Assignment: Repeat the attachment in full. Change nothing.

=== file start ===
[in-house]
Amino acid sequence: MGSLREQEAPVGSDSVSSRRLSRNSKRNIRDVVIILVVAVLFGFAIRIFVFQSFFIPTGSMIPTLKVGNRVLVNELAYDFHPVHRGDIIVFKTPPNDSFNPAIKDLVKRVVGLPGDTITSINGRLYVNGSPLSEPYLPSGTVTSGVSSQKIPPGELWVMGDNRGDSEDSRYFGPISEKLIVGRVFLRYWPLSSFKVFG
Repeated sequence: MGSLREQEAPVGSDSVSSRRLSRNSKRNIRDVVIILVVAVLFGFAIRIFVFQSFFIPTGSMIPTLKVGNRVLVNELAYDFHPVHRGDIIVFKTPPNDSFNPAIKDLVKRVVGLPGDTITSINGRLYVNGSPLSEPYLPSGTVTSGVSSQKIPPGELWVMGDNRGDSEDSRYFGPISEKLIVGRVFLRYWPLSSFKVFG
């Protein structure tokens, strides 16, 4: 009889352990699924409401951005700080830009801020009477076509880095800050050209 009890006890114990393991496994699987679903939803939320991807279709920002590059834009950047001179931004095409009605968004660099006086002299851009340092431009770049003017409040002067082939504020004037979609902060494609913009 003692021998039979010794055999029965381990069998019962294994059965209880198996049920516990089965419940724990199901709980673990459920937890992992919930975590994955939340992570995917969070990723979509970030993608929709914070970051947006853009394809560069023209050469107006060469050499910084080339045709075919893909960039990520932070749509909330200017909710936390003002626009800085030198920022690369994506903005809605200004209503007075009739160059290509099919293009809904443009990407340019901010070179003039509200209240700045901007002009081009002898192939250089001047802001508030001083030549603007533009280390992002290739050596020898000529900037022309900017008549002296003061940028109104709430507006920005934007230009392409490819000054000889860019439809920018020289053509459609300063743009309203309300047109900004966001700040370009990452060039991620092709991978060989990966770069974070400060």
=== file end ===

[in-house]
Amino acid sequence: MGSLREQEAPVGSDSVSSRRLSRNSKRNIRDVVIILVVAVLFGFAIRIFVFQSFFIPTGSMIPTLKVGNRVLVNELAYDFHPVHRGDIIVFKTPPNDSFNPAIKDLVKRVVGLPGDTITSINGRLYVNGSPLSEPYLPSGTVTSGVSSQKIPPGELWVMGDNRGDSEDSRYFGPISEKLIVGRVFLRYWPLSSFKVFG
Repeated sequence: MGSLREQEAPVGSDSVSSRRLSRNSKRNIRDVVIILVVAVLFGFAIRIFVFQSFFIPTGSMIPTLKVGNRVLVNELAYDFHPVHRGDIIVFKTPPNDSFNPAIKDLVKRVVGLPGDTITSINGRLYVNGSPLSEPYLPSGTVTSGVSSQKIPPGELWVMGDNRGDSEDSRYFGPISEKLIVGRVFLRYWPLSSFKVFG
């Protein structure tokens, strides 16, 4: 009889352990699924409401951005700080830009801020009477076509880095800050050209 009890006890114990393991496994699987679903939803939320991807279709920002590059834009950047001179931004095409009605968004660099006086002299851009340092431009770049003017409040002067082939504020004037979609902060494609913009 003692021998039979010794055999029965381990069998019962294994059965209880198996049920516990089965419940724990199901709980673990459920937890992992919930975590994955939340992570995917969070990723979509970030993608929709914070970051947006853009394809560069023209050469107006060469050499910084080339045709075919893909960039990520932070749509909330200017909710936390003002626009800085030198920022690369994506903005809605200004209503007075009739160059290509099919293009809904443009990407340019901010070179003039509200209240700045901007002009081009002898192939250089001047802001508030001083030549603007533009280390992002290739050596020898000529900037022309900017008549002296003061940028109104709430507006920005934007230009392409490819000054000889860019439809920018020289053509459609300063743009309203309300047109900004966001700040370009990452060039991620092709991978060989990966770069974070400060």